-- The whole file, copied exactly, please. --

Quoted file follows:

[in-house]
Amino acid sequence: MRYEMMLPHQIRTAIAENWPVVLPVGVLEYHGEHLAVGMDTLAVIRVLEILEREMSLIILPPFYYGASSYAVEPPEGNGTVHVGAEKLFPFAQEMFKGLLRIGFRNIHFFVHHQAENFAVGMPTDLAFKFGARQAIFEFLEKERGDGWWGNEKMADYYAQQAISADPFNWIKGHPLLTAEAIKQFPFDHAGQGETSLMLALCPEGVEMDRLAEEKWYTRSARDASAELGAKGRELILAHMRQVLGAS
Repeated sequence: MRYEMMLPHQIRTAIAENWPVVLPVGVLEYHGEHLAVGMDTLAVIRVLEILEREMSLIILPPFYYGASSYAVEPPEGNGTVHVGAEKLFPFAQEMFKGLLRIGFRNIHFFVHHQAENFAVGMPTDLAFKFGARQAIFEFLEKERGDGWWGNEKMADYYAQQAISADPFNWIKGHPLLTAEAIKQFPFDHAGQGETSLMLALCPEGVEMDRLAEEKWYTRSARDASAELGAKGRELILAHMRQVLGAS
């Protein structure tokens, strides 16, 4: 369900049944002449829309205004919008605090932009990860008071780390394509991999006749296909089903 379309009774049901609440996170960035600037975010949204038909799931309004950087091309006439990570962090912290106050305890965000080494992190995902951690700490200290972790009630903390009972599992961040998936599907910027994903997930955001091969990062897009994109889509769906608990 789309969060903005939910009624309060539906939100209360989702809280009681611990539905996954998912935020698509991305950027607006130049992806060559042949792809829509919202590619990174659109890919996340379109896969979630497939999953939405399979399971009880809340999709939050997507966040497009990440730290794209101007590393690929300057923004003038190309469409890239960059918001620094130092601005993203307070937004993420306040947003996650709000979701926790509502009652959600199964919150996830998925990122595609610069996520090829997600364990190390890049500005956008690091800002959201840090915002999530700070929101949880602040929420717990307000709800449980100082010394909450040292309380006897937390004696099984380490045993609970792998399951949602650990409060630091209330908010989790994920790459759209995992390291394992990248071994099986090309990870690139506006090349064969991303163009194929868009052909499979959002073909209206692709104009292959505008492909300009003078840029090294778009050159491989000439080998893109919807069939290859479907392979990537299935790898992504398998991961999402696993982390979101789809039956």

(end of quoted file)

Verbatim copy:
[in-house]
Amino acid sequence: MRYEMMLPHQIRTAIAENWPVVLPVGVLEYHGEHLAVGMDTLAVIRVLEILEREMSLIILPPFYYGASSYAVEPPEGNGTVHVGAEKLFPFAQEMFKGLLRIGFRNIHFFVHHQAENFAVGMPTDLAFKFGARQAIFEFLEKERGDGWWGNEKMADYYAQQAISADPFNWIKGHPLLTAEAIKQFPFDHAGQGETSLMLALCPEGVEMDRLAEEKWYTRSARDASAELGAKGRELILAHMRQVLGAS
Repeated sequence: MRYEMMLPHQIRTAIAENWPVVLPVGVLEYHGEHLAVGMDTLAVIRVLEILEREMSLIILPPFYYGASSYAVEPPEGNGTVHVGAEKLFPFAQEMFKGLLRIGFRNIHFFVHHQAENFAVGMPTDLAFKFGARQAIFEFLEKERGDGWWGNEKMADYYAQQAISADPFNWIKGHPLLTAEAIKQFPFDHAGQGETSLMLALCPEGVEMDRLAEEKWYTRSARDASAELGAKGRELILAHMRQVLGAS
């Protein structure tokens, strides 16, 4: 369900049944002449829309205004919008605090932009990860008071780390394509991999006749296909089903 379309009774049901609440996170960035600037975010949204038909799931309004950087091309006439990570962090912290106050305890965000080494992190995902951690700490200290972790009630903390009972599992961040998936599907910027994903997930955001091969990062897009994109889509769906608990 789309969060903005939910009624309060539906939100209360989702809280009681611990539905996954998912935020698509991305950027607006130049992806060559042949792809829509919202590619990174659109890919996340379109896969979630497939999953939405399979399971009880809340999709939050997507966040497009990440730290794209101007590393690929300057923004003038190309469409890239960059918001620094130092601005993203307070937004993420306040947003996650709000979701926790509502009652959600199964919150996830998925990122595609610069996520090829997600364990190390890049500005956008690091800002959201840090915002999530700070929101949880602040929420717990307000709800449980100082010394909450040292309380006897937390004696099984380490045993609970792998399951949602650990409060630091209330908010989790994920790459759209995992390291394992990248071994099986090309990870690139506006090349064969991303163009194929868009052909499979959002073909209206692709104009292959505008492909300009003078840029090294778009050159491989000439080998893109919807069939290859479907392979990537299935790898992504398998991961999402696993982390979101789809039956």